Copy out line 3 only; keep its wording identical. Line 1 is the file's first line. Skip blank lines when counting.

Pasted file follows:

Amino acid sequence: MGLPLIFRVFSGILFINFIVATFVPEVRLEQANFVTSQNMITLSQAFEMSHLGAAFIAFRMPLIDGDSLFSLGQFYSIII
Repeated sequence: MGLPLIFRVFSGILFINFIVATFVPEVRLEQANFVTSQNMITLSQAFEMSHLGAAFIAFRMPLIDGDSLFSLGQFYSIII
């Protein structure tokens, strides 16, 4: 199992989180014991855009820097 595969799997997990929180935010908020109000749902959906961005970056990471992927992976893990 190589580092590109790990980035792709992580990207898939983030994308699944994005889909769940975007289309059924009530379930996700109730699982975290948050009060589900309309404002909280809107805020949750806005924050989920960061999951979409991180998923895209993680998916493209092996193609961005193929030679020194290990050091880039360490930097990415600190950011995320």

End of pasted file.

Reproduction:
């Protein structure tokens, strides 16, 4: 199992989180014991855009820097 595969799997997990929180935010908020109000749902959906961005970056990471992927992976893990 190589580092590109790990980035792709992580990207898939983030994308699944994005889909769940975007289309059924009530379930996700109730699982975290948050009060589900309309404002909280809107805020949750806005924050989920960061999951979409991180998923895209993680998916493209092996193609961005193929030679020194290990050091880039360490930097990415600190950011995320």